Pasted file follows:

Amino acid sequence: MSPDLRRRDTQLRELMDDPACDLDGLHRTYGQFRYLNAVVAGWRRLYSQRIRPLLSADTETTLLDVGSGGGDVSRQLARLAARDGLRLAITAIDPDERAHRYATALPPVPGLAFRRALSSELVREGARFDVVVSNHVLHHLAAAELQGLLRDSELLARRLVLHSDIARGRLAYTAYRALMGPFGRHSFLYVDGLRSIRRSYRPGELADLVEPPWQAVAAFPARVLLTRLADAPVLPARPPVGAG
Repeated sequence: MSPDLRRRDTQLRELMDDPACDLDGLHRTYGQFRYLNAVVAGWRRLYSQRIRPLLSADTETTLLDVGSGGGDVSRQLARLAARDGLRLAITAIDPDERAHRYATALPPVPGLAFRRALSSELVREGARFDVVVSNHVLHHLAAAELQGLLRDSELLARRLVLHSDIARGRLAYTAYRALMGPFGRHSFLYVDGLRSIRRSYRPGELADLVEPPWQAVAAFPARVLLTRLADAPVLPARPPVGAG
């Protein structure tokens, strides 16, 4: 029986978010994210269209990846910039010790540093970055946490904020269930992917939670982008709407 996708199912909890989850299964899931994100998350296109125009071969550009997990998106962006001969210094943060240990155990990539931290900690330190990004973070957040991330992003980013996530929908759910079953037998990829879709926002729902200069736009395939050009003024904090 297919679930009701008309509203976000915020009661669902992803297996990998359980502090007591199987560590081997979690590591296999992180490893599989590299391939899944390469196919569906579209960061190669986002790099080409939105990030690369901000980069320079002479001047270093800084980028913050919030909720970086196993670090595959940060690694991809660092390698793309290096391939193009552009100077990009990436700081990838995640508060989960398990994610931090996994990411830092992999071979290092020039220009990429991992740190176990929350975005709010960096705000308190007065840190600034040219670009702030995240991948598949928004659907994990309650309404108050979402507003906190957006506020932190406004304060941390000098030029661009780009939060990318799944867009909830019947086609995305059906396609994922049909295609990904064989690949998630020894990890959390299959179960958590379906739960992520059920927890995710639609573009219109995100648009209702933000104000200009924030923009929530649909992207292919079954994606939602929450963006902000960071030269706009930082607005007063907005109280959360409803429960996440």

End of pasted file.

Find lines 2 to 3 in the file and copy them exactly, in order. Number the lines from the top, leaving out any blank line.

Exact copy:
Repeated sequence: MSPDLRRRDTQLRELMDDPACDLDGLHRTYGQFRYLNAVVAGWRRLYSQRIRPLLSADTETTLLDVGSGGGDVSRQLARLAARDGLRLAITAIDPDERAHRYATALPPVPGLAFRRALSSELVREGARFDVVVSNHVLHHLAAAELQGLLRDSELLARRLVLHSDIARGRLAYTAYRALMGPFGRHSFLYVDGLRSIRRSYRPGELADLVEPPWQAVAAFPARVLLTRLADAPVLPARPPVGAG
């Protein structure tokens, strides 16, 4: 029986978010994210269209990846910039010790540093970055946490904020269930992917939670982008709407 996708199912909890989850299964899931994100998350296109125009071969550009997990998106962006001969210094943060240990155990990539931290900690330190990004973070957040991330992003980013996530929908759910079953037998990829879709926002729902200069736009395939050009003024904090 297919679930009701008309509203976000915020009661669902992803297996990998359980502090007591199987560590081997979690590591296999992180490893599989590299391939899944390469196919569906579209960061190669986002790099080409939105990030690369901000980069320079002479001047270093800084980028913050919030909720970086196993670090595959940060690694991809660092390698793309290096391939193009552009100077990009990436700081990838995640508060989960398990994610931090996994990411830092992999071979290092020039220009990429991992740190176990929350975005709010960096705000308190007065840190600034040219670009702030995240991948598949928004659907994990309650309404108050979402507003906190957006506020932190406004304060941390000098030029661009780009939060990318799944867009909830019947086609995305059906396609994922049909295609990904064989690949998630020894990890959390299959179960958590379906739960992520059920927890995710639609573009219109995100648009209702933000104000200009924030923009929530649909992207292919079954994606939602929450963006902000960071030269706009930082607005007063907005109280959360409803429960996440």